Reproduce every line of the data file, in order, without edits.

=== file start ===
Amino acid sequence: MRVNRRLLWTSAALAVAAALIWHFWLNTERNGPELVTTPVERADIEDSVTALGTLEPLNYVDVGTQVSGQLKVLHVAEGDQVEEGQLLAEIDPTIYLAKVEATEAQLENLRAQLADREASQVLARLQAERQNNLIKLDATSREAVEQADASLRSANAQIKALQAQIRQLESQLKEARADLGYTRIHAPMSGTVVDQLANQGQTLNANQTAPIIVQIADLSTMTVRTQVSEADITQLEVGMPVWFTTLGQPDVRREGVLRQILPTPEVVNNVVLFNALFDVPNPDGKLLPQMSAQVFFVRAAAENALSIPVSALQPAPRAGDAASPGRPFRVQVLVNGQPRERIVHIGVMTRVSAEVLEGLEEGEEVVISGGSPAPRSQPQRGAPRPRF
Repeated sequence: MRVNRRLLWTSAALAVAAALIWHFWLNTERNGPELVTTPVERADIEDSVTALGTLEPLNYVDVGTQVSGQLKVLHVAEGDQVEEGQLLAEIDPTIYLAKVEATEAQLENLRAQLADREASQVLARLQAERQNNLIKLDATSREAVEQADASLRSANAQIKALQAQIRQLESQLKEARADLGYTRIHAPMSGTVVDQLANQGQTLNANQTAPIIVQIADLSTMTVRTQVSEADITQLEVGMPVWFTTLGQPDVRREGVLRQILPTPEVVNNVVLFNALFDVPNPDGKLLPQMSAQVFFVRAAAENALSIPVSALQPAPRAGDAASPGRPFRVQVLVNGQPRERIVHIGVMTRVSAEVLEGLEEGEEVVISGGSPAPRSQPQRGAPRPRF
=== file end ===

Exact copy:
Amino acid sequence: MRVNRRLLWTSAALAVAAALIWHFWLNTERNGPELVTTPVERADIEDSVTALGTLEPLNYVDVGTQVSGQLKVLHVAEGDQVEEGQLLAEIDPTIYLAKVEATEAQLENLRAQLADREASQVLARLQAERQNNLIKLDATSREAVEQADASLRSANAQIKALQAQIRQLESQLKEARADLGYTRIHAPMSGTVVDQLANQGQTLNANQTAPIIVQIADLSTMTVRTQVSEADITQLEVGMPVWFTTLGQPDVRREGVLRQILPTPEVVNNVVLFNALFDVPNPDGKLLPQMSAQVFFVRAAAENALSIPVSALQPAPRAGDAASPGRPFRVQVLVNGQPRERIVHIGVMTRVSAEVLEGLEEGEEVVISGGSPAPRSQPQRGAPRPRF
Repeated sequence: MRVNRRLLWTSAALAVAAALIWHFWLNTERNGPELVTTPVERADIEDSVTALGTLEPLNYVDVGTQVSGQLKVLHVAEGDQVEEGQLLAEIDPTIYLAKVEATEAQLENLRAQLADREASQVLARLQAERQNNLIKLDATSREAVEQADASLRSANAQIKALQAQIRQLESQLKEARADLGYTRIHAPMSGTVVDQLANQGQTLNANQTAPIIVQIADLSTMTVRTQVSEADITQLEVGMPVWFTTLGQPDVRREGVLRQILPTPEVVNNVVLFNALFDVPNPDGKLLPQMSAQVFFVRAAAENALSIPVSALQPAPRAGDAASPGRPFRVQVLVNGQPRERIVHIGVMTRVSAEVLEGLEEGEEVVISGGSPAPRSQPQRGAPRPRF